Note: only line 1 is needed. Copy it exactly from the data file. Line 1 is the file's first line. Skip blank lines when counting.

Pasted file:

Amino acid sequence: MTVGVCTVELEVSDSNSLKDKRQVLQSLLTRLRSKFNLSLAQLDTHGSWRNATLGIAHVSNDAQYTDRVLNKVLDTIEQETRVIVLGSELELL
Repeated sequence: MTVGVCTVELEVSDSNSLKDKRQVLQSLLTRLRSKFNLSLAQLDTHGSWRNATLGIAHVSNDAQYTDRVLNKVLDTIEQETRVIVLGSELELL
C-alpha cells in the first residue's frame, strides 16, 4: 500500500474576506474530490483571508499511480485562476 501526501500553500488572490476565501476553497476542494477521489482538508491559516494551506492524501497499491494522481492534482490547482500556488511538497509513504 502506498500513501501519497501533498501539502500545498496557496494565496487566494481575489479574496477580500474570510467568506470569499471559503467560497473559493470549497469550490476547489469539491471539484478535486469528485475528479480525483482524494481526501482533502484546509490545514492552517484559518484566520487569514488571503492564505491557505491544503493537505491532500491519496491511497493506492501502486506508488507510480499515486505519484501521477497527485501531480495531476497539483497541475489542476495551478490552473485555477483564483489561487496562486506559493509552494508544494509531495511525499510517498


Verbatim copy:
Amino acid sequence: MTVGVCTVELEVSDSNSLKDKRQVLQSLLTRLRSKFNLSLAQLDTHGSWRNATLGIAHVSNDAQYTDRVLNKVLDTIEQETRVIVLGSELELL